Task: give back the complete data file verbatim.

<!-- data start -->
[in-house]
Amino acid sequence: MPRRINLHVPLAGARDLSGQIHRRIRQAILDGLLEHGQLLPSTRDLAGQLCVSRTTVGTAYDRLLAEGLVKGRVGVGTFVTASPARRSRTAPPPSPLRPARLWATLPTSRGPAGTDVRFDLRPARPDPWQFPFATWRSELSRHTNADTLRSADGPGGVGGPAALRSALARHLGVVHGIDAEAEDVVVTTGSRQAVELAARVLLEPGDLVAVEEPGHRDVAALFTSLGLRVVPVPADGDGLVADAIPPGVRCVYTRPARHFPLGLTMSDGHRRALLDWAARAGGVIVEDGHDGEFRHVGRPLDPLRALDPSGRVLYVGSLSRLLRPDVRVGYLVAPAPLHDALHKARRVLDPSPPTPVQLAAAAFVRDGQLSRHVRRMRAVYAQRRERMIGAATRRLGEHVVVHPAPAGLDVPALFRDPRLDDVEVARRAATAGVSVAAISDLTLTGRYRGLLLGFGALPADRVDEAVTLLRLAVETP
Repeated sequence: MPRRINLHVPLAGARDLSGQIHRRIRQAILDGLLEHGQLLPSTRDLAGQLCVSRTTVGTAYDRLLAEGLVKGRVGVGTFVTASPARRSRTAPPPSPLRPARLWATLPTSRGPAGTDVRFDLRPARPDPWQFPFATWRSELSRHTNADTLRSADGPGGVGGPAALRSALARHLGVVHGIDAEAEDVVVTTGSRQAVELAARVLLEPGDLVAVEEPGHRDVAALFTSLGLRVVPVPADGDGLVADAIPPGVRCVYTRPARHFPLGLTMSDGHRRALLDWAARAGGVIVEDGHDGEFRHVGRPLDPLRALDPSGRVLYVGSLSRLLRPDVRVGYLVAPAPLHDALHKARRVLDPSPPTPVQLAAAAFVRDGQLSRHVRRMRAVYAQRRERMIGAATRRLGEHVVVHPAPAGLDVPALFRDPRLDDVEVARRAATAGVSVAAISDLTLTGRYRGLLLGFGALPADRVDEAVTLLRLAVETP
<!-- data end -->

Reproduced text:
[in-house]
Amino acid sequence: MPRRINLHVPLAGARDLSGQIHRRIRQAILDGLLEHGQLLPSTRDLAGQLCVSRTTVGTAYDRLLAEGLVKGRVGVGTFVTASPARRSRTAPPPSPLRPARLWATLPTSRGPAGTDVRFDLRPARPDPWQFPFATWRSELSRHTNADTLRSADGPGGVGGPAALRSALARHLGVVHGIDAEAEDVVVTTGSRQAVELAARVLLEPGDLVAVEEPGHRDVAALFTSLGLRVVPVPADGDGLVADAIPPGVRCVYTRPARHFPLGLTMSDGHRRALLDWAARAGGVIVEDGHDGEFRHVGRPLDPLRALDPSGRVLYVGSLSRLLRPDVRVGYLVAPAPLHDALHKARRVLDPSPPTPVQLAAAAFVRDGQLSRHVRRMRAVYAQRRERMIGAATRRLGEHVVVHPAPAGLDVPALFRDPRLDDVEVARRAATAGVSVAAISDLTLTGRYRGLLLGFGALPADRVDEAVTLLRLAVETP
Repeated sequence: MPRRINLHVPLAGARDLSGQIHRRIRQAILDGLLEHGQLLPSTRDLAGQLCVSRTTVGTAYDRLLAEGLVKGRVGVGTFVTASPARRSRTAPPPSPLRPARLWATLPTSRGPAGTDVRFDLRPARPDPWQFPFATWRSELSRHTNADTLRSADGPGGVGGPAALRSALARHLGVVHGIDAEAEDVVVTTGSRQAVELAARVLLEPGDLVAVEEPGHRDVAALFTSLGLRVVPVPADGDGLVADAIPPGVRCVYTRPARHFPLGLTMSDGHRRALLDWAARAGGVIVEDGHDGEFRHVGRPLDPLRALDPSGRVLYVGSLSRLLRPDVRVGYLVAPAPLHDALHKARRVLDPSPPTPVQLAAAAFVRDGQLSRHVRRMRAVYAQRRERMIGAATRRLGEHVVVHPAPAGLDVPALFRDPRLDDVEVARRAATAGVSVAAISDLTLTGRYRGLLLGFGALPADRVDEAVTLLRLAVETP